Sometimes, what you don’t see may astound as much—or more—than what you do see.
If, for example, you were standing at the edge of the canyon where I created the current photo of the week, you might marvel at the erosion that has sculpted the canyon. Looking down, you can see for yourself how the Colorado, together with the forces of wind and weather, has stripped a mile or so of rock and sediment away to reveal the very foundation upon which the Grand Canyon grew to impressive heights.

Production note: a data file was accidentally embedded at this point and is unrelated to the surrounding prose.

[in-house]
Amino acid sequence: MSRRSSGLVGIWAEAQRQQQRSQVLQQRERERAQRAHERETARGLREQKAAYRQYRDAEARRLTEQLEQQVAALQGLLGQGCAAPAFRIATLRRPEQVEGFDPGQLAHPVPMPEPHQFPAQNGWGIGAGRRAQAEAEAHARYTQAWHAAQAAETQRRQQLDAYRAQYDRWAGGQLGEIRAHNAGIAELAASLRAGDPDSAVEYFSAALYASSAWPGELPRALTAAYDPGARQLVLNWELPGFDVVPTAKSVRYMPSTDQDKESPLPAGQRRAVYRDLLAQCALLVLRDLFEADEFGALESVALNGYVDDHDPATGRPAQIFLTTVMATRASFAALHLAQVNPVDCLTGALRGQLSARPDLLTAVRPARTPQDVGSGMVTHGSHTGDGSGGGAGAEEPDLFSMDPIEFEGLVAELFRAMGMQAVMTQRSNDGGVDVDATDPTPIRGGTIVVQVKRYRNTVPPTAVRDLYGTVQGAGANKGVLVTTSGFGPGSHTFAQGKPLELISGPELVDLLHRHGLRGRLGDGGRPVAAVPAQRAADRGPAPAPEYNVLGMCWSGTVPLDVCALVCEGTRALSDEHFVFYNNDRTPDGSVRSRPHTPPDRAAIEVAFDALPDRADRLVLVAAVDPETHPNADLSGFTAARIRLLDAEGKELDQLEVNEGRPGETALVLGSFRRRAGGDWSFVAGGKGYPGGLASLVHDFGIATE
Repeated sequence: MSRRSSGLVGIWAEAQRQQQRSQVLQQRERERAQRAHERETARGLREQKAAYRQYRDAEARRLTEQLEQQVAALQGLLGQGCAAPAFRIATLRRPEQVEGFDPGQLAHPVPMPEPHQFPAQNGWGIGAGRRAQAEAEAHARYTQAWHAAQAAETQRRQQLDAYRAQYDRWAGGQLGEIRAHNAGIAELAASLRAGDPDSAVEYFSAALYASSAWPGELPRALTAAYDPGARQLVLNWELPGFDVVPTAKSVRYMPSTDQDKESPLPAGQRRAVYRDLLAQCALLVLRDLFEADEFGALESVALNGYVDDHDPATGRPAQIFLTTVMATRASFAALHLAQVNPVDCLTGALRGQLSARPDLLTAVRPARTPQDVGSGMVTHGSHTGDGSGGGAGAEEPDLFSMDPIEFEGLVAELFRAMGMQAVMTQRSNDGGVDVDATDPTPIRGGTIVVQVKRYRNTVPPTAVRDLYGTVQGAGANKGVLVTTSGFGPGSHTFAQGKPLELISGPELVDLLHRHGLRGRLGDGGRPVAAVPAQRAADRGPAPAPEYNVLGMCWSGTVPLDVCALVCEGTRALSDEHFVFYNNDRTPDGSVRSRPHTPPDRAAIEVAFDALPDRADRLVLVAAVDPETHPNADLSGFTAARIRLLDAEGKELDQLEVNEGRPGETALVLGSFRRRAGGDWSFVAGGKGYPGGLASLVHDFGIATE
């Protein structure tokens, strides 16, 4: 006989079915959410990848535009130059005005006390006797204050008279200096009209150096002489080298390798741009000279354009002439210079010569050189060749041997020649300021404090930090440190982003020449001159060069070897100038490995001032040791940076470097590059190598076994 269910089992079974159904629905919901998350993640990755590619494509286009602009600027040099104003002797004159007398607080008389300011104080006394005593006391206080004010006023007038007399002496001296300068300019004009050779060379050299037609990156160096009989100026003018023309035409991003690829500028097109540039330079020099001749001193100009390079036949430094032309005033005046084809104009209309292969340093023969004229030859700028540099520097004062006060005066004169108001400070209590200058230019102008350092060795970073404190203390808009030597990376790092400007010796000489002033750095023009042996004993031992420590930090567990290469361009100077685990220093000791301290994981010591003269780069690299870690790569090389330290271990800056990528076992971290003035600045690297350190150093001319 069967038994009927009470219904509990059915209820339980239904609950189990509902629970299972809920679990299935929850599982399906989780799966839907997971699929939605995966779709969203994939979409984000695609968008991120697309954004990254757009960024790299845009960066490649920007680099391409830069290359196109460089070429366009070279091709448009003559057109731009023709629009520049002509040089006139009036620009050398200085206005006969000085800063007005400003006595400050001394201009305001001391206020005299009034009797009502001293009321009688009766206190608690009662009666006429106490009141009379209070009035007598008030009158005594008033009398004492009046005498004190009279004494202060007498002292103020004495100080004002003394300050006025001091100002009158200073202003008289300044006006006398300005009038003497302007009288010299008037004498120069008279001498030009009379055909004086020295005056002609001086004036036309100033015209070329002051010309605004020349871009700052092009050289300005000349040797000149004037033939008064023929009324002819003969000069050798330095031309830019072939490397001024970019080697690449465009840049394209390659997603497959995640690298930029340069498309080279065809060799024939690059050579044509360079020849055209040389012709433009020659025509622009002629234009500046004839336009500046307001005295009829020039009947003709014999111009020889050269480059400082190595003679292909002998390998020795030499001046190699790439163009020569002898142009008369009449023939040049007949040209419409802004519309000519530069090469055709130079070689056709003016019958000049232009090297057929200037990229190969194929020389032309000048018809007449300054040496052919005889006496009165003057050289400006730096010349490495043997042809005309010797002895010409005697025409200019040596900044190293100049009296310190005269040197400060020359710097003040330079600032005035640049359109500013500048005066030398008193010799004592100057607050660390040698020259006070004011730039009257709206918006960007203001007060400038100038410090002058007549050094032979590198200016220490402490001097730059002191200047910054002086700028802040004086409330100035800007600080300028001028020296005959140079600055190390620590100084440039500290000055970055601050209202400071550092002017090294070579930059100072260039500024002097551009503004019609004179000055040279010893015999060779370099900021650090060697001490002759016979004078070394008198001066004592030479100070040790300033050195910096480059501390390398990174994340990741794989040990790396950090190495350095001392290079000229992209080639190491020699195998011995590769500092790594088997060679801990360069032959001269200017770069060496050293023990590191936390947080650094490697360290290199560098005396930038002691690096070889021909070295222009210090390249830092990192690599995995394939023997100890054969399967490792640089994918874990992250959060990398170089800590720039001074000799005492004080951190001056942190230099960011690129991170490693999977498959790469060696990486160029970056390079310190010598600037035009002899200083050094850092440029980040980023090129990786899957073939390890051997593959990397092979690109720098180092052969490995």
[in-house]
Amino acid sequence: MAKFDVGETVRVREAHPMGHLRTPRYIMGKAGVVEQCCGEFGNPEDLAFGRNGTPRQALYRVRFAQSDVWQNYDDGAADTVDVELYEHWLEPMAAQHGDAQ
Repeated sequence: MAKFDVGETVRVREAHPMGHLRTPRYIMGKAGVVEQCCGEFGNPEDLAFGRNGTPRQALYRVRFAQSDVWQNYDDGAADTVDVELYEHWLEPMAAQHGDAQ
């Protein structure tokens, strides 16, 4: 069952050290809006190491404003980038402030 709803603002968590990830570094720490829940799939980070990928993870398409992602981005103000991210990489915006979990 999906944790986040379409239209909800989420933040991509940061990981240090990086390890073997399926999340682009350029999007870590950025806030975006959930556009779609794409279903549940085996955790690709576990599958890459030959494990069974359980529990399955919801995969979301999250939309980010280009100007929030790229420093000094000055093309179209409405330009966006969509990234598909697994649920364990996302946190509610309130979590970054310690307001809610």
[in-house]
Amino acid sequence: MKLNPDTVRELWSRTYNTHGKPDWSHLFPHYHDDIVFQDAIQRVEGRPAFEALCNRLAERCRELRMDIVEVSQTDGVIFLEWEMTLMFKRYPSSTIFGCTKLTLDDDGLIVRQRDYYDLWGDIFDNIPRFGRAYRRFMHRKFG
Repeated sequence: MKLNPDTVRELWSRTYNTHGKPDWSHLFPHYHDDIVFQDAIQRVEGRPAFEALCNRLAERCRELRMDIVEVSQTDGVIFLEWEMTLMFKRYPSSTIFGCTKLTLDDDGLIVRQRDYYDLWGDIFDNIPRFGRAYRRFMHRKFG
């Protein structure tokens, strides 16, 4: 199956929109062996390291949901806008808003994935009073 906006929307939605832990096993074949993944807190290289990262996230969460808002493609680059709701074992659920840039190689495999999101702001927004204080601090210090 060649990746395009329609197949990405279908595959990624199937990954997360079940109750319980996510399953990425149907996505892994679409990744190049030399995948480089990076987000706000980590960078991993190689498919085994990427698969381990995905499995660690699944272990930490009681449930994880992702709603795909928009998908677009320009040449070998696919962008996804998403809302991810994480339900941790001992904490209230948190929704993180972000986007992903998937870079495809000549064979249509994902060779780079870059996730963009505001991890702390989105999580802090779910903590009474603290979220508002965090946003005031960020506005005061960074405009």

But what don’t you see from your lofty perch at 7,000 feet of elevation? The mile of additional sedimentary rock that once stood atop the current height of what-is-now the Grand Canyon.
That’s right, geologists tell us that the sedimentary rock laid down slowly over many millions of years actually extended another 5,280 feet or so above the current height of the South Rim.
After a few weeks of editing (and Grand Canyon research), I now have a gallery of images available in addition to the photos I’ve published here over the last few weeks. You can see those photos (which include a couple of images from the Santa Fe area) in a new Grand Canyon gallery. Enjoy.
We wish you all a Happy and Healthy Thanksgiving.